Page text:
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I am an aspiring chess player and I just discovered this famous opening a few months back. Currently I am using Stockfish as my go-to reference to find the best move, but unfortunately it does not explain why a move is considered good. The question is why the move c5xd4 is vital for black, and how does it benefit white?

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2...cxd4 is the best move because it challenges White for coming up with something. If White just takes the pawn back with 3.Qxd4, Black can easily gain a tempo with 3...Nc6.

The gambit starts with 3.c3. White is sacrificing a pawn for rapid development (4.Nxc3 recaptures the pawn with a developing piece), open bishop diagonals (b3-f7 diagonal) and slightly better central control. Black is unable to move the central pawns two squares immediately (...d5 loses a pawn, ...e5 weaken the d5 square).

White has some compensation for the pawn but probably not enough against a skilled player. Black is still very solid, if Black can stop White's swift attacks, the extra pawn will pay off.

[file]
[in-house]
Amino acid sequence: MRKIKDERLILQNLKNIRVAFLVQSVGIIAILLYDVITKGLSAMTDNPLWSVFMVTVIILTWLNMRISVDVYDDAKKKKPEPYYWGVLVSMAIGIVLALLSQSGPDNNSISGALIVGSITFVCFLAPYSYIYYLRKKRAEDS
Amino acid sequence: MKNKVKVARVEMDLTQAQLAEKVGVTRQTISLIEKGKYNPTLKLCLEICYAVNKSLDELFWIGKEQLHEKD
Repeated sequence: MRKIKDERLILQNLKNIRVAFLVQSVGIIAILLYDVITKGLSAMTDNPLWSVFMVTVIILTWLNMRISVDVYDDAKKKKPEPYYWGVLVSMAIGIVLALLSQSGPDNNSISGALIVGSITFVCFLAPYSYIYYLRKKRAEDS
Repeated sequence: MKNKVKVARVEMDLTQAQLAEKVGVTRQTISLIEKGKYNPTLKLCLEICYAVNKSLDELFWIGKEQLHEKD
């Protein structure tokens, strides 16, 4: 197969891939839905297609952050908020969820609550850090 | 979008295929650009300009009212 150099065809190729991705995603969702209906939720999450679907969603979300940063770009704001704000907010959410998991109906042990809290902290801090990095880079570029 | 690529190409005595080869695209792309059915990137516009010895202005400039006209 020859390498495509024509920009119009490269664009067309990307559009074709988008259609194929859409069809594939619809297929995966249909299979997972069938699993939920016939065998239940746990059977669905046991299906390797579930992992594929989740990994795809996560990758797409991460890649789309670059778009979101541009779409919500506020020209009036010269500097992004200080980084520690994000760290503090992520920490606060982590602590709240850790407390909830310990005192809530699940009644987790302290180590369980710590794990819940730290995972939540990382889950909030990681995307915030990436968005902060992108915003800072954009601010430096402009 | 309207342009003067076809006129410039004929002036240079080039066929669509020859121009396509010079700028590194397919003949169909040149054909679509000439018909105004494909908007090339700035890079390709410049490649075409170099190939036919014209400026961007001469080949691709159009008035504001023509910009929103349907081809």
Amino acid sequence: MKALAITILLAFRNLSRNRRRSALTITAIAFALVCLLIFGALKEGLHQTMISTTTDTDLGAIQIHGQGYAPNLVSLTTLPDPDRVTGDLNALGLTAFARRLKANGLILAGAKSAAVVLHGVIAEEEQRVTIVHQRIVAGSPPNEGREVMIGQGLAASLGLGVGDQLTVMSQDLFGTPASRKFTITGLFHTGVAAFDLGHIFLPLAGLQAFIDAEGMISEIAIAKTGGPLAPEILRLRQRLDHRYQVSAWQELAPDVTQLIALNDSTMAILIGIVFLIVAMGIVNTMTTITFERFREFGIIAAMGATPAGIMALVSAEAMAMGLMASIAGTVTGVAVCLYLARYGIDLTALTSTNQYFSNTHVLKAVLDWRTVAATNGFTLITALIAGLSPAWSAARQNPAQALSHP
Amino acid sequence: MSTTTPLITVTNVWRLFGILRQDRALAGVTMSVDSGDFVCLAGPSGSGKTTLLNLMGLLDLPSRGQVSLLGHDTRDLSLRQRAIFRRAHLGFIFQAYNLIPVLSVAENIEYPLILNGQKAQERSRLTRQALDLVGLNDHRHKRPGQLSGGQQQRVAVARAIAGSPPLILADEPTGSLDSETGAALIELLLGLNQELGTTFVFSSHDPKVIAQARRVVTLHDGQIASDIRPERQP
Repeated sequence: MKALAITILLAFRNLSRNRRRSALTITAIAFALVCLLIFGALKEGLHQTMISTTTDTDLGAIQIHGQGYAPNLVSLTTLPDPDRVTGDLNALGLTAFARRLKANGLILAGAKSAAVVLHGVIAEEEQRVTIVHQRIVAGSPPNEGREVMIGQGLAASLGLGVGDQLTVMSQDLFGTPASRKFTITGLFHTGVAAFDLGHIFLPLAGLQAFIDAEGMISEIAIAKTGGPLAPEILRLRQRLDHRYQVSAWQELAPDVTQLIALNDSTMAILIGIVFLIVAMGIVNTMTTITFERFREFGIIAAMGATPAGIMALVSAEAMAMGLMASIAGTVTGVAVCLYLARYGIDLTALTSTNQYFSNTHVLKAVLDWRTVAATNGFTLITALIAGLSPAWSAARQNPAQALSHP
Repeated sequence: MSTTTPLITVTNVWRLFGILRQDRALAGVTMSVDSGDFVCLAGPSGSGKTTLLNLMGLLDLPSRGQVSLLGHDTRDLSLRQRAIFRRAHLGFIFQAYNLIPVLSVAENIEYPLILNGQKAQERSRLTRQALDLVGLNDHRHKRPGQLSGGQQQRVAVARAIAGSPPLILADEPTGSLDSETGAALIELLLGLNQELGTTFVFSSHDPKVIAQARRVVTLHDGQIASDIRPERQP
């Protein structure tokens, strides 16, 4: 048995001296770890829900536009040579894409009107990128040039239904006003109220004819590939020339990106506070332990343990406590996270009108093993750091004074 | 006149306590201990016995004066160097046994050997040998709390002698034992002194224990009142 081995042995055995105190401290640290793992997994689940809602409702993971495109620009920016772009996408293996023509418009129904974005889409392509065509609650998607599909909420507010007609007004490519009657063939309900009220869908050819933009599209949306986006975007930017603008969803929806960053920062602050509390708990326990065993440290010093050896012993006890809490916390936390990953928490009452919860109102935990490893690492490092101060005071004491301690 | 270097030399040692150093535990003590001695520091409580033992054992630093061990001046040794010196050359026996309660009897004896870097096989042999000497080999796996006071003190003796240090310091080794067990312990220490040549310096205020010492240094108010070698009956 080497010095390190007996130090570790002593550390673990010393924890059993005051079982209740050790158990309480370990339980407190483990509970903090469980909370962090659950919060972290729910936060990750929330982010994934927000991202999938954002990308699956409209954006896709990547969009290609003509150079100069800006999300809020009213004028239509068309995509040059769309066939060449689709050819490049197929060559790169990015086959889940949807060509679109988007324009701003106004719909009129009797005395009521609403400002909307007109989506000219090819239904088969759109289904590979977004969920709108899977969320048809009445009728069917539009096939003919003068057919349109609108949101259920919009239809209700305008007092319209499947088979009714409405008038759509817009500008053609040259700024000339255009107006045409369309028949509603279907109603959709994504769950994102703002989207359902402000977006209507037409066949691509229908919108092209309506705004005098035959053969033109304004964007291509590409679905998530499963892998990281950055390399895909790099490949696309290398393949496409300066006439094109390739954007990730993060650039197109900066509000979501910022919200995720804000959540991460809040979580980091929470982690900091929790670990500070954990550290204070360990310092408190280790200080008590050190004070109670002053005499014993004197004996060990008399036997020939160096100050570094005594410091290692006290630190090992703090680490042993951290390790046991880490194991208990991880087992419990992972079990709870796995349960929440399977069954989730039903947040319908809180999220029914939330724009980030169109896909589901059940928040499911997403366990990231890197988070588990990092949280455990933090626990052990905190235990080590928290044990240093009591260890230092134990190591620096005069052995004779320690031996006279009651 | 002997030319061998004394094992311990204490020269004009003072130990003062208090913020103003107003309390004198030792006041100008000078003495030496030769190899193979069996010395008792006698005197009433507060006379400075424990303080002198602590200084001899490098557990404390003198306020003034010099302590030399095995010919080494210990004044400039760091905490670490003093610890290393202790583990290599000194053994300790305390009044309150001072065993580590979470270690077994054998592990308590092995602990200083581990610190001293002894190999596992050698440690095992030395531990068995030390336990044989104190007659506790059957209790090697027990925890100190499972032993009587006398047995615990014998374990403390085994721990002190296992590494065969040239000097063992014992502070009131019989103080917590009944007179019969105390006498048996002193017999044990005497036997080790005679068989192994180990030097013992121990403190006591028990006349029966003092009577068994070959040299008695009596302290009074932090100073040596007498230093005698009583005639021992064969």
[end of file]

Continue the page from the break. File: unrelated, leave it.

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2...cxd4 isn't vital for black in the sense that all other moves lose, but more in the sense that there is not really a good reason to avoid taking the d4 pawn. It's hard to think of another move that fights for the center control as well as ...cxd4.

As for how it benefits white: the point of the Smith-Morra gambit is that it is a gambit; white will sacrifice a pawn after 2...cxd4 with 3.c3, in exchange for a tempo in the opening, which is intended to give a head start for white to attack the black setup.

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